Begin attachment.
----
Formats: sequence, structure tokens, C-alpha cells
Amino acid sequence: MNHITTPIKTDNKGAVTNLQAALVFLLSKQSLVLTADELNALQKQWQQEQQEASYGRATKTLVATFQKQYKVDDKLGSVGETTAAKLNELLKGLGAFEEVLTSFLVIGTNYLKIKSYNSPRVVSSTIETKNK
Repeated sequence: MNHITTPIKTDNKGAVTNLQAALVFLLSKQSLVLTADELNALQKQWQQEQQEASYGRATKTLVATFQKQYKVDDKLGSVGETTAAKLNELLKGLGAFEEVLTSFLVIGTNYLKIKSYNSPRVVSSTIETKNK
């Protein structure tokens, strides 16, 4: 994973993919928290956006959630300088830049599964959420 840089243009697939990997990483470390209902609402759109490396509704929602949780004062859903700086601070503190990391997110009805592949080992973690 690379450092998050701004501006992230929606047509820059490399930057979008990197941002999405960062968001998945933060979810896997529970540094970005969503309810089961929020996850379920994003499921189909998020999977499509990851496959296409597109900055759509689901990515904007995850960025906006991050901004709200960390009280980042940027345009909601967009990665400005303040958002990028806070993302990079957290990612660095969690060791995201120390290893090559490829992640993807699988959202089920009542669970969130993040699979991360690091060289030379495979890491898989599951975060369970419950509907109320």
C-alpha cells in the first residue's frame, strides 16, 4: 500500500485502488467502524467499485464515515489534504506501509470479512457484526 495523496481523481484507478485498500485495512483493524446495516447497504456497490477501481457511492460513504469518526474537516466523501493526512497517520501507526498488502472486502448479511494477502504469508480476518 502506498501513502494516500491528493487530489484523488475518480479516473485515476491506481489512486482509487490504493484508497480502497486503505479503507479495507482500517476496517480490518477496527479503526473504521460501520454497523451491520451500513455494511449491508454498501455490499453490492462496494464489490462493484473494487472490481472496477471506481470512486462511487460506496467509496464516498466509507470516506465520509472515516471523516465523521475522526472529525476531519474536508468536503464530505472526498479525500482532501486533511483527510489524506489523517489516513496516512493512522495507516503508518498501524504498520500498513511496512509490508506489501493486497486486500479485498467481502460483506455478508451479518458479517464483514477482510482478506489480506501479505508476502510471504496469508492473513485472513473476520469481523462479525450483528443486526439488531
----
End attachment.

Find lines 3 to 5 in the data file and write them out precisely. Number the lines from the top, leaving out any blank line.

Repeated sequence: MNHITTPIKTDNKGAVTNLQAALVFLLSKQSLVLTADELNALQKQWQQEQQEASYGRATKTLVATFQKQYKVDDKLGSVGETTAAKLNELLKGLGAFEEVLTSFLVIGTNYLKIKSYNSPRVVSSTIETKNK
């Protein structure tokens, strides 16, 4: 994973993919928290956006959630300088830049599964959420 840089243009697939990997990483470390209902609402759109490396509704929602949780004062859903700086601070503190990391997110009805592949080992973690 690379450092998050701004501006992230929606047509820059490399930057979008990197941002999405960062968001998945933060979810896997529970540094970005969503309810089961929020996850379920994003499921189909998020999977499509990851496959296409597109900055759509689901990515904007995850960025906006991050901004709200960390009280980042940027345009909601967009990665400005303040958002990028806070993302990079957290990612660095969690060791995201120390290893090559490829992640993807699988959202089920009542669970969130993040699979991360690091060289030379495979890491898989599951975060369970419950509907109320």
C-alpha cells in the first residue's frame, strides 16, 4: 500500500485502488467502524467499485464515515489534504506501509470479512457484526 495523496481523481484507478485498500485495512483493524446495516447497504456497490477501481457511492460513504469518526474537516466523501493526512497517520501507526498488502472486502448479511494477502504469508480476518 502506498501513502494516500491528493487530489484523488475518480479516473485515476491506481489512486482509487490504493484508497480502497486503505479503507479495507482500517476496517480490518477496527479503526473504521460501520454497523451491520451500513455494511449491508454498501455490499453490492462496494464489490462493484473494487472490481472496477471506481470512486462511487460506496467509496464516498466509507470516506465520509472515516471523516465523521475522526472529525476531519474536508468536503464530505472526498479525500482532501486533511483527510489524506489523517489516513496516512493512522495507516503508518498501524504498520500498513511496512509490508506489501493486497486486500479485498467481502460483506455478508451479518458479517464483514477482510482478506489480506501479505508476502510471504496469508492473513485472513473476520469481523462479525450483528443486526439488531